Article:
The Latest in Cleveland's Fight Against Blight

Cities are exploring varied approaches to dealing with vacant and blighted properties, and better layering of data has been seen as key

By Brady Dale
Next City

Last October, Ohio’s Cuyahoga County Council approved a $50 million demolition bond, much of it earmarked for dealing with Cleveland’s condemned homes.

“The City of Cleveland is an aged city. Like all cities of our age, we’ve had our periods of growth and periods of decline,” says Tom Vanover, chief of the Building and Housing department. He says a lack of funding has slowed the demolition process. With the new bond, hopefully the city can make a bigger dent in its blight problem.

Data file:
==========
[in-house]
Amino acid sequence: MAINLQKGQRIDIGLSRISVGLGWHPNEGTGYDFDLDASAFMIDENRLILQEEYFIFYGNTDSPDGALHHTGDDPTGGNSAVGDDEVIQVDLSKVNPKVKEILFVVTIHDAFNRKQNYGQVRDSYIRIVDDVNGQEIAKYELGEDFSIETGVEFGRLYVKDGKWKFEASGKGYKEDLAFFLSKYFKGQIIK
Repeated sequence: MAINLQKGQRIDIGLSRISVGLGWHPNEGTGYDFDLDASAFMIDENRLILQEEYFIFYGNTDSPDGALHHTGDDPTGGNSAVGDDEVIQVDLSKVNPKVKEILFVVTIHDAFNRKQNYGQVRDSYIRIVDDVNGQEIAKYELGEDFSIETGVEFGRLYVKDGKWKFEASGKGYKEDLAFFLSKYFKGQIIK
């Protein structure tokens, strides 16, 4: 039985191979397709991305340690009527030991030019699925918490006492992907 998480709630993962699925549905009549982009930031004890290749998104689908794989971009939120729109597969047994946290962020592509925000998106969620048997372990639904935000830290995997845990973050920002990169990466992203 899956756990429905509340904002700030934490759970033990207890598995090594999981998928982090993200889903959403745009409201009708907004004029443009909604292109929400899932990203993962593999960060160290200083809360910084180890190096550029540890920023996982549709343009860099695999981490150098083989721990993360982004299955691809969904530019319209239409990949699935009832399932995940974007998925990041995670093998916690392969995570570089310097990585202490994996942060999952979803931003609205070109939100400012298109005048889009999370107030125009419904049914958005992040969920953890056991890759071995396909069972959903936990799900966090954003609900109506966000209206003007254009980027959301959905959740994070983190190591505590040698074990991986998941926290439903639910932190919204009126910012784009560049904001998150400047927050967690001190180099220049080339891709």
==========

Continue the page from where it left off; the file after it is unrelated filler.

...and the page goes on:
One thing’s for sure: Bureaucracy should be less of an impediment, thanks to the city’s efficient demolition tracking system from Accela, a cloud-based government software company.

When dealing with blighted properties, most cities have a standard checklist to make sure they have done everything they must before swinging the wrecking ball. Accela’s Rob Cassetti says they received a lot of interest from other cities after presenting their Cleveland work at a 2014 Conference of Mayors meeting. Cities are exploring varied approaches to dealing with vacant and blighted properties, and better layering of data has been seen as key in cities like Chicago and Philadelphia.

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